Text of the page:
A National Leadership Conference that Counts

The eyes of the United States will be on Arab Americans later this month when community leaders from twenty-five states gather in Michigan for the Arab American Institute’s (AAI) National Leadership Conference (NLC).

The event marks a milestone for Arab American political empowerment providing a clear measure of the respect and recognition shown to the community. Most significant is the fact that all of the major candidates vying for the Democratic presidential nomination will be addressing the NLC. This represents a first for Arab Americans.

To fully appreciate the importance of this breakthrough it is useful to put this year’s event in a historical context.

Twenty years ago when Jesse Jackson was running for President, he addressed an Arab American event, becoming the first candidate to do so. In 1988, then Senator Bob Dole and again in 1992 commentator Pat Buchanan, both candidates for the Republican presidential nomination, spoke at AAI NLCs. And then in the 2000 presidential primary contest, Democrat Al Gore and Republican Senator John McCain addressed that year’s NLC via satellite.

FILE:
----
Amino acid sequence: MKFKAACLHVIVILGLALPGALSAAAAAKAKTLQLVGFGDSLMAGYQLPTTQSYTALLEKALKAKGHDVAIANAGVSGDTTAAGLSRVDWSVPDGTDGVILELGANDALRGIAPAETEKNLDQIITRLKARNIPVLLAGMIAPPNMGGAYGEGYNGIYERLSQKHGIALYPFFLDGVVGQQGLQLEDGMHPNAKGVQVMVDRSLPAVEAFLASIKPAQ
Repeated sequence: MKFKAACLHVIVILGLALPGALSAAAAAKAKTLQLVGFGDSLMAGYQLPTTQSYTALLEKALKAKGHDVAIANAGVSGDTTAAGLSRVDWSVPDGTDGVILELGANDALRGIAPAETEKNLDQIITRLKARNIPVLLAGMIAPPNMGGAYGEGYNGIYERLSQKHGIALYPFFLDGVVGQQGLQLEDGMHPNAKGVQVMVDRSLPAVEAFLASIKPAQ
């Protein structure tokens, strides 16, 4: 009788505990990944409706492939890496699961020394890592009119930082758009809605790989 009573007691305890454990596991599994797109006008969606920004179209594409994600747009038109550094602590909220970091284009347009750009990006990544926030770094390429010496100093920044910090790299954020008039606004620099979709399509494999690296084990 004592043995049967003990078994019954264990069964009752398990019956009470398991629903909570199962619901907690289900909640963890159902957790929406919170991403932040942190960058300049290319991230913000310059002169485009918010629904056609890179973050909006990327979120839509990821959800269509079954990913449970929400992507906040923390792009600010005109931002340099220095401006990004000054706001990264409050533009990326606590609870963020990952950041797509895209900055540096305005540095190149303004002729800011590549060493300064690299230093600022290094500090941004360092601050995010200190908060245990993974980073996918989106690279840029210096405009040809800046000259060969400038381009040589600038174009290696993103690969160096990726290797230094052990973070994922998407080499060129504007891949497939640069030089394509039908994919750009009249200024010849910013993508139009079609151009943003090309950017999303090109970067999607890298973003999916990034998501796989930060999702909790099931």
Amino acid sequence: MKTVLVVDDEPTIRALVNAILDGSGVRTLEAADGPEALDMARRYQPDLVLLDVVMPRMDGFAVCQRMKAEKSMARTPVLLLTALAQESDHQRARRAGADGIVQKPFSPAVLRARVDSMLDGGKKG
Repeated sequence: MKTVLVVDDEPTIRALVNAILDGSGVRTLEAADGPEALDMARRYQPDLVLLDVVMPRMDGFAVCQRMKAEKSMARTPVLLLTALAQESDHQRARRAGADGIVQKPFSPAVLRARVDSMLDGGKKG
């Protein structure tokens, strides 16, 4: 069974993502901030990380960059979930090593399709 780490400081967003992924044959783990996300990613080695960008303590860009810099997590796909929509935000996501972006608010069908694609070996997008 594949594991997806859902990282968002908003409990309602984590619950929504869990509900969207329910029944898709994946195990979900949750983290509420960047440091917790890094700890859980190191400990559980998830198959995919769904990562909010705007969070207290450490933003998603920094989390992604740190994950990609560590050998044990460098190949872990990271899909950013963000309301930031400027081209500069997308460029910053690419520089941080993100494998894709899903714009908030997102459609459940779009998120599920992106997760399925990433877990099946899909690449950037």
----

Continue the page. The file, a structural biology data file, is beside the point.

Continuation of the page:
All of this represented steady, but frustratingly slow, progress toward the political recognition of Arab Americans. And it was not without setbacks. In fact, it appeared, at times, that inclusion and exclusion were in competition.

For example, while the Jackson campaign of 1984 and 1988 helped to register and energize Arab American voters and elect record numbers of Arab Americans as delegates to the Democratic Party’s National Convention, all was not well. In 1984, winning Democratic Presidential nominee Walter Mondale returned contributions to a group of prominent Arab American businessmen and in 1988 nominee Michael Dukakis rejected the endorsement he received from the Arab American Democratic Federation.

Problems existed on the Republican side as well. While Arab Americans were part of the 1984 and 1988 Reagan and Bush campaigns’ ethnic coalitions, in 1996 Republican nominee Bob Dole (who in the past had participated in Arab American events) refused to meet with Arab American Republican leaders.